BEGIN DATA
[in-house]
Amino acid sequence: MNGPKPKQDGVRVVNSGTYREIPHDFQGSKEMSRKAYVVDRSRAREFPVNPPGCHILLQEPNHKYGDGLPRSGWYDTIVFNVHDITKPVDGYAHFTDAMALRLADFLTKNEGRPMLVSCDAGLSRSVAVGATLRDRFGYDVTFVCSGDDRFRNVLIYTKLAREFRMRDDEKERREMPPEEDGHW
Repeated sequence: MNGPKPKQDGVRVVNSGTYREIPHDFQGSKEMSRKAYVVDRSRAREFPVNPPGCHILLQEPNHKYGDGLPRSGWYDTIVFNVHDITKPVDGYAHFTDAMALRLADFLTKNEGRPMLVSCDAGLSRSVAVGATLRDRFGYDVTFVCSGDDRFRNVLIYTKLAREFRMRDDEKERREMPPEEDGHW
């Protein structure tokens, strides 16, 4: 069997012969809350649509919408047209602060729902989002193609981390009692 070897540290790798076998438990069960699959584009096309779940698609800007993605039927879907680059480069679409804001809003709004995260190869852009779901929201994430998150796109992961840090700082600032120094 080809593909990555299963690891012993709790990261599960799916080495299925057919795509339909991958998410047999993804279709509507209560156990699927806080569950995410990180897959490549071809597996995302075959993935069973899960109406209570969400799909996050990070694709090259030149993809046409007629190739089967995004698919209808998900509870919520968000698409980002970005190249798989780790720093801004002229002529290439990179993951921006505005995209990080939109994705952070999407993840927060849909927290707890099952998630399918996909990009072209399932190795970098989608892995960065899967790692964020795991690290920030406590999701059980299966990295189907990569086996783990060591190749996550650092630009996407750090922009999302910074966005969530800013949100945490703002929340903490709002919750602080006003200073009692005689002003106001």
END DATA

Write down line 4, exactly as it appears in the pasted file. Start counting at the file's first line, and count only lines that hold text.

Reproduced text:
């Protein structure tokens, strides 16, 4: 069997012969809350649509919408047209602060729902989002193609981390009692 070897540290790798076998438990069960699959584009096309779940698609800007993605039927879907680059480069679409804001809003709004995260190869852009779901929201994430998150796109992961840090700082600032120094 080809593909990555299963690891012993709790990261599960799916080495299925057919795509339909991958998410047999993804279709509507209560156990699927806080569950995410990180897959490549071809597996995302075959993935069973899960109406209570969400799909996050990070694709090259030149993809046409007629190739089967995004698919209808998900509870919520968000698409980002970005190249798989780790720093801004002229002529290439990179993951921006505005995209990080939109994705952070999407993840927060849909927290707890099952998630399918996909990009072209399932190795970098989608892995960065899967790692964020795991690290920030406590999701059980299966990295189907990569086996783990060591190749996550650092630009996407750090922009999302910074966005969530800013949100945490703002929340903490709002919750602080006003200073009692005689002003106001």